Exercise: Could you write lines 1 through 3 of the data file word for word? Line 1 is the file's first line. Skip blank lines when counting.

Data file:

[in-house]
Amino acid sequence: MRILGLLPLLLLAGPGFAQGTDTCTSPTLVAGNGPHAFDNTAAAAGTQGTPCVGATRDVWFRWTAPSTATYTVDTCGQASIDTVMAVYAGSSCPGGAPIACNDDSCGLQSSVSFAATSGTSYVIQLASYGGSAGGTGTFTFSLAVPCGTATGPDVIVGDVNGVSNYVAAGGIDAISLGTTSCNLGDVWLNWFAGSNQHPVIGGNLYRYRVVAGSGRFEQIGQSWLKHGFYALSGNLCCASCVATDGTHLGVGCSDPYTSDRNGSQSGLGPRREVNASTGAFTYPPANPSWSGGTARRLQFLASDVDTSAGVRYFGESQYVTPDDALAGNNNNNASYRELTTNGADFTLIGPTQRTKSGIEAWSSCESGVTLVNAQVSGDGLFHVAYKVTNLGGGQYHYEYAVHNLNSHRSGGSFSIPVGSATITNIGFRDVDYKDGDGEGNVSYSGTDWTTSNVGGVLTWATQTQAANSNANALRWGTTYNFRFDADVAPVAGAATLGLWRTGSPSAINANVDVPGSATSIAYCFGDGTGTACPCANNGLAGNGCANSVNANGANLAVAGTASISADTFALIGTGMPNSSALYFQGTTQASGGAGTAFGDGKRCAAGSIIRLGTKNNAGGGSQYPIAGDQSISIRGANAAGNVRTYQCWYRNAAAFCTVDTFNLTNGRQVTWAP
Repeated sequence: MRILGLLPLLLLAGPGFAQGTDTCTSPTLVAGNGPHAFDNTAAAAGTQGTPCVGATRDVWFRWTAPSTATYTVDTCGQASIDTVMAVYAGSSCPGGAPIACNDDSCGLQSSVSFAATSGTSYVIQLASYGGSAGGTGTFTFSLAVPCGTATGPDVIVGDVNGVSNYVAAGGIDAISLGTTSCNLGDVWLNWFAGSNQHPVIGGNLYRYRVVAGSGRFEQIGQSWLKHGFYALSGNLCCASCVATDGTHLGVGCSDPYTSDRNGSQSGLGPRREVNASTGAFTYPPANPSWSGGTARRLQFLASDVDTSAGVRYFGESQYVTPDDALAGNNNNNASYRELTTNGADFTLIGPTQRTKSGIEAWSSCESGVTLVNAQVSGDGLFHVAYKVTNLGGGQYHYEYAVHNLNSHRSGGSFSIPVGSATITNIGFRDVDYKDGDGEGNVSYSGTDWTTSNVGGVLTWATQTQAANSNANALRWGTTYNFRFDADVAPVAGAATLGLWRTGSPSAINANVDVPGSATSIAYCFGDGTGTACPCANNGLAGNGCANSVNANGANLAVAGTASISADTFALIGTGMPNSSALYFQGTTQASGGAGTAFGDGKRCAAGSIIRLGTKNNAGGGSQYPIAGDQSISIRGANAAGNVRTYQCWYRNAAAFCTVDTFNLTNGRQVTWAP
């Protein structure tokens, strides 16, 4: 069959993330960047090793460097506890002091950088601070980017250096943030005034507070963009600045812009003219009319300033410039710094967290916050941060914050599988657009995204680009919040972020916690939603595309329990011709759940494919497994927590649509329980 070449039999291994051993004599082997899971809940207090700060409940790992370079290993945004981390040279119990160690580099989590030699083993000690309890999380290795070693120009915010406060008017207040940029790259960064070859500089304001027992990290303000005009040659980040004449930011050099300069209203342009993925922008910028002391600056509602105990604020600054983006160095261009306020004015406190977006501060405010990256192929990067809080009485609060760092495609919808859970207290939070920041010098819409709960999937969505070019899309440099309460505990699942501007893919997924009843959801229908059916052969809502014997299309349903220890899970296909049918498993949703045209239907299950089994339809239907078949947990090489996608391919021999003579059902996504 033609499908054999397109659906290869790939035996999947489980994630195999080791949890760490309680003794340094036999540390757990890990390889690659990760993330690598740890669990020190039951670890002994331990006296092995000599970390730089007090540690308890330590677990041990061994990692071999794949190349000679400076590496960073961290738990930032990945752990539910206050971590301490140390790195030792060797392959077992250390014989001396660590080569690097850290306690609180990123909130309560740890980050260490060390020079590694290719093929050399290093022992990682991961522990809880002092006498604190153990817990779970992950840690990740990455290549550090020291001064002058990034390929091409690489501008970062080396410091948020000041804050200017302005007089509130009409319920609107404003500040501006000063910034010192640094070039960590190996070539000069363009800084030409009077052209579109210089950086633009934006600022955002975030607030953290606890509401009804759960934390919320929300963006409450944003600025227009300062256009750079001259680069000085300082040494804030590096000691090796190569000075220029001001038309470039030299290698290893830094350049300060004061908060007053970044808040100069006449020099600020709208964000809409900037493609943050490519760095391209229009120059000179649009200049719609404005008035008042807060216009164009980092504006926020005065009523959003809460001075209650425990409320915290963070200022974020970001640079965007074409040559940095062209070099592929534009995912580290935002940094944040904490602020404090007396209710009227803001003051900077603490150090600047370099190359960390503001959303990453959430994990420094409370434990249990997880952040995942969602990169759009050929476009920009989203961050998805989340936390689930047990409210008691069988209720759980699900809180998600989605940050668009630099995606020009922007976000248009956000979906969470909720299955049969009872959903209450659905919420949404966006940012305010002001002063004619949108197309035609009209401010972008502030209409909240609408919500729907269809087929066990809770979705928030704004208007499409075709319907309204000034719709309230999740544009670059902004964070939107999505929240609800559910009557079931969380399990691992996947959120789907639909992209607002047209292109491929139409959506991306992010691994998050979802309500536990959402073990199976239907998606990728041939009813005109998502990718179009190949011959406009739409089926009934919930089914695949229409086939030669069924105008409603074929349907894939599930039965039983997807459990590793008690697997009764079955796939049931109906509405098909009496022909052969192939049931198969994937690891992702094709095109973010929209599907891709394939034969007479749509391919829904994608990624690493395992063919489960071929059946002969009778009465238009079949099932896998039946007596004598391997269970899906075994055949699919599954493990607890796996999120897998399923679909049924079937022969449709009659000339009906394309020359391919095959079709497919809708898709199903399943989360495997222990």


[in-house]
Amino acid sequence: MRILGLLPLLLLAGPGFAQGTDTCTSPTLVAGNGPHAFDNTAAAAGTQGTPCVGATRDVWFRWTAPSTATYTVDTCGQASIDTVMAVYAGSSCPGGAPIACNDDSCGLQSSVSFAATSGTSYVIQLASYGGSAGGTGTFTFSLAVPCGTATGPDVIVGDVNGVSNYVAAGGIDAISLGTTSCNLGDVWLNWFAGSNQHPVIGGNLYRYRVVAGSGRFEQIGQSWLKHGFYALSGNLCCASCVATDGTHLGVGCSDPYTSDRNGSQSGLGPRREVNASTGAFTYPPANPSWSGGTARRLQFLASDVDTSAGVRYFGESQYVTPDDALAGNNNNNASYRELTTNGADFTLIGPTQRTKSGIEAWSSCESGVTLVNAQVSGDGLFHVAYKVTNLGGGQYHYEYAVHNLNSHRSGGSFSIPVGSATITNIGFRDVDYKDGDGEGNVSYSGTDWTTSNVGGVLTWATQTQAANSNANALRWGTTYNFRFDADVAPVAGAATLGLWRTGSPSAINANVDVPGSATSIAYCFGDGTGTACPCANNGLAGNGCANSVNANGANLAVAGTASISADTFALIGTGMPNSSALYFQGTTQASGGAGTAFGDGKRCAAGSIIRLGTKNNAGGGSQYPIAGDQSISIRGANAAGNVRTYQCWYRNAAAFCTVDTFNLTNGRQVTWAP
Repeated sequence: MRILGLLPLLLLAGPGFAQGTDTCTSPTLVAGNGPHAFDNTAAAAGTQGTPCVGATRDVWFRWTAPSTATYTVDTCGQASIDTVMAVYAGSSCPGGAPIACNDDSCGLQSSVSFAATSGTSYVIQLASYGGSAGGTGTFTFSLAVPCGTATGPDVIVGDVNGVSNYVAAGGIDAISLGTTSCNLGDVWLNWFAGSNQHPVIGGNLYRYRVVAGSGRFEQIGQSWLKHGFYALSGNLCCASCVATDGTHLGVGCSDPYTSDRNGSQSGLGPRREVNASTGAFTYPPANPSWSGGTARRLQFLASDVDTSAGVRYFGESQYVTPDDALAGNNNNNASYRELTTNGADFTLIGPTQRTKSGIEAWSSCESGVTLVNAQVSGDGLFHVAYKVTNLGGGQYHYEYAVHNLNSHRSGGSFSIPVGSATITNIGFRDVDYKDGDGEGNVSYSGTDWTTSNVGGVLTWATQTQAANSNANALRWGTTYNFRFDADVAPVAGAATLGLWRTGSPSAINANVDVPGSATSIAYCFGDGTGTACPCANNGLAGNGCANSVNANGANLAVAGTASISADTFALIGTGMPNSSALYFQGTTQASGGAGTAFGDGKRCAAGSIIRLGTKNNAGGGSQYPIAGDQSISIRGANAAGNVRTYQCWYRNAAAFCTVDTFNLTNGRQVTWAP